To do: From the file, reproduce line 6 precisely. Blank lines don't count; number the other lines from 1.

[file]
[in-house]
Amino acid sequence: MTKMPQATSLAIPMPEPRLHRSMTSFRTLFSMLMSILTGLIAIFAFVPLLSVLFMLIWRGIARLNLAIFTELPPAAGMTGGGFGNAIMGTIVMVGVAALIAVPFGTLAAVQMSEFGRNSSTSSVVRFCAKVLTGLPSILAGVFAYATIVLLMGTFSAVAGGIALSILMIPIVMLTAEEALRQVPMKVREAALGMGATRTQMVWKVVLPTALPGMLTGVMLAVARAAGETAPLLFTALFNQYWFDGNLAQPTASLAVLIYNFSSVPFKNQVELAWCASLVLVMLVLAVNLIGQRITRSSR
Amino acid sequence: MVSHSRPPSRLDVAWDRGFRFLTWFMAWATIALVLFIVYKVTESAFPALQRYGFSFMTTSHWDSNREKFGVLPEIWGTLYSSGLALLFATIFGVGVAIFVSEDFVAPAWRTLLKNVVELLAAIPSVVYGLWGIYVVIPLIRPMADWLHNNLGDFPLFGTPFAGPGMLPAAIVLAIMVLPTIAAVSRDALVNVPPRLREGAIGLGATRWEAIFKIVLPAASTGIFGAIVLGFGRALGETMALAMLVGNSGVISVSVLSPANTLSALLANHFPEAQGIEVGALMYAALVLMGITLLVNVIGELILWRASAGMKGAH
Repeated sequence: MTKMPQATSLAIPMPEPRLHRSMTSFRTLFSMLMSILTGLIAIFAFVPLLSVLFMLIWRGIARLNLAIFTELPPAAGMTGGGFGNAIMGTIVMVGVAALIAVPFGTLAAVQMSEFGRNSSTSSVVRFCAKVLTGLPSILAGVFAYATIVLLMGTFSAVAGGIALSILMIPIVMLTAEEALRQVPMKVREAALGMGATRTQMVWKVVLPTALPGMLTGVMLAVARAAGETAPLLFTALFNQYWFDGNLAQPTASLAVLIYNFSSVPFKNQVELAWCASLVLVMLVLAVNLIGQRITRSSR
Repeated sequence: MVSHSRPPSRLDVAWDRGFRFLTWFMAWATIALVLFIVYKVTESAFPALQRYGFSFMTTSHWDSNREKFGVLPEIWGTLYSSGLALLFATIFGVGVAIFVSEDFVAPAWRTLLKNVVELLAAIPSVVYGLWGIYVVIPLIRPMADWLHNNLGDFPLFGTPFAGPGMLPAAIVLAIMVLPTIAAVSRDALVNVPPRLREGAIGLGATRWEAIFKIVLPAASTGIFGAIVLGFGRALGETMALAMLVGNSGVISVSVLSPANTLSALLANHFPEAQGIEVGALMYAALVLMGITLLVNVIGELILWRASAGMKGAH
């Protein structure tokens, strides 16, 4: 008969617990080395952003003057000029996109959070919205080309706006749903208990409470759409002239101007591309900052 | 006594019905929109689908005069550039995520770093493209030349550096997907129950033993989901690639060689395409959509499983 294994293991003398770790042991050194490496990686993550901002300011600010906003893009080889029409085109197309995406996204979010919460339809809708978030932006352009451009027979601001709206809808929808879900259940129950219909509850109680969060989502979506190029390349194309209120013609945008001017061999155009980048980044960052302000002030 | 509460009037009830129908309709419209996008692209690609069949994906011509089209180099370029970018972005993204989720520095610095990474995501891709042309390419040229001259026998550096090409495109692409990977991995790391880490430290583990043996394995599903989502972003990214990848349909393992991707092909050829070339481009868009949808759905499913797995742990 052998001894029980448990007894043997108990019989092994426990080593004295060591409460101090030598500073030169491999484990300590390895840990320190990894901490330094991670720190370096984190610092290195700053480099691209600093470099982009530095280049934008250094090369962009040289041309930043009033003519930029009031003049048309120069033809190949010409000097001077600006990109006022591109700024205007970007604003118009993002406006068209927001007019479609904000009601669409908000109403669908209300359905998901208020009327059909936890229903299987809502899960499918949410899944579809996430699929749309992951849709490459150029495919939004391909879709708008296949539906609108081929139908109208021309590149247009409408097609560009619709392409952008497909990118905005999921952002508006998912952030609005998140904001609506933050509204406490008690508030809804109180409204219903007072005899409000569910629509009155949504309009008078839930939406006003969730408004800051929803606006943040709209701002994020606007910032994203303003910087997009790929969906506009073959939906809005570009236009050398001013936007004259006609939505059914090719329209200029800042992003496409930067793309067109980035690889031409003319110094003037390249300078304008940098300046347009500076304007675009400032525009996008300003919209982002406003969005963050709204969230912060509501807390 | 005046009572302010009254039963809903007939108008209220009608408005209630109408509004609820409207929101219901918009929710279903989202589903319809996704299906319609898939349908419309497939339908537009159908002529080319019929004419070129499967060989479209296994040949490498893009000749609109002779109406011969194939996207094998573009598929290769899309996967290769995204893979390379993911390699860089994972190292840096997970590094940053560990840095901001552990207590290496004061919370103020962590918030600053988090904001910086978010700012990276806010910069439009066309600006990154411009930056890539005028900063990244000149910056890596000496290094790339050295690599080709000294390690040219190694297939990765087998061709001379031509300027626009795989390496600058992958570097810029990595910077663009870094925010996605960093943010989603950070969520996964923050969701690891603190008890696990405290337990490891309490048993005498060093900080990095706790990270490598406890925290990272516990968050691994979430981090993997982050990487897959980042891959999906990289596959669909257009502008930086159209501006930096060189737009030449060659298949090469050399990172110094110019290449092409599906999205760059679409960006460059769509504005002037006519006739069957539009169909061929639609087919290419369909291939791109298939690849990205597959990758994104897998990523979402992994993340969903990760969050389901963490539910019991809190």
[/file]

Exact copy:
């Protein structure tokens, strides 16, 4: 008969617990080395952003003057000029996109959070919205080309706006749903208990409470759409002239101007591309900052 | 006594019905929109689908005069550039995520770093493209030349550096997907129950033993989901690639060689395409959509499983 294994293991003398770790042991050194490496990686993550901002300011600010906003893009080889029409085109197309995406996204979010919460339809809708978030932006352009451009027979601001709206809808929808879900259940129950219909509850109680969060989502979506190029390349194309209120013609945008001017061999155009980048980044960052302000002030 | 509460009037009830129908309709419209996008692209690609069949994906011509089209180099370029970018972005993204989720520095610095990474995501891709042309390419040229001259026998550096090409495109692409990977991995790391880490430290583990043996394995599903989502972003990214990848349909393992991707092909050829070339481009868009949808759905499913797995742990 052998001894029980448990007894043997108990019989092994426990080593004295060591409460101090030598500073030169491999484990300590390895840990320190990894901490330094991670720190370096984190610092290195700053480099691209600093470099982009530095280049934008250094090369962009040289041309930043009033003519930029009031003049048309120069033809190949010409000097001077600006990109006022591109700024205007970007604003118009993002406006068209927001007019479609904000009601669409908000109403669908209300359905998901208020009327059909936890229903299987809502899960499918949410899944579809996430699929749309992951849709490459150029495919939004391909879709708008296949539906609108081929139908109208021309590149247009409408097609560009619709392409952008497909990118905005999921952002508006998912952030609005998140904001609506933050509204406490008690508030809804109180409204219903007072005899409000569910629509009155949504309009008078839930939406006003969730408004800051929803606006943040709209701002994020606007910032994203303003910087997009790929969906506009073959939906809005570009236009050398001013936007004259006609939505059914090719329209200029800042992003496409930067793309067109980035690889031409003319110094003037390249300078304008940098300046347009500076304007675009400032525009996008300003919209982002406003969005963050709204969230912060509501807390 | 005046009572302010009254039963809903007939108008209220009608408005209630109408509004609820409207929101219901918009929710279903989202589903319809996704299906319609898939349908419309497939339908537009159908002529080319019929004419070129499967060989479209296994040949490498893009000749609109002779109406011969194939996207094998573009598929290769899309996967290769995204893979390379993911390699860089994972190292840096997970590094940053560990840095901001552990207590290496004061919370103020962590918030600053988090904001910086978010700012990276806010910069439009066309600006990154411009930056890539005028900063990244000149910056890596000496290094790339050295690599080709000294390690040219190694297939990765087998061709001379031509300027626009795989390496600058992958570097810029990595910077663009870094925010996605960093943010989603950070969520996964923050969701690891603190008890696990405290337990490891309490048993005498060093900080990095706790990270490598406890925290990272516990968050691994979430981090993997982050990487897959980042891959999906990289596959669909257009502008930086159209501006930096060189737009030449060659298949090469050399990172110094110019290449092409599906999205760059679409960006460059769509504005002037006519006739069957539009169909061929639609087919290419369909291939791109298939690849990205597959990758994104897998990523979402992994993340969903990760969050389901963490539910019991809190």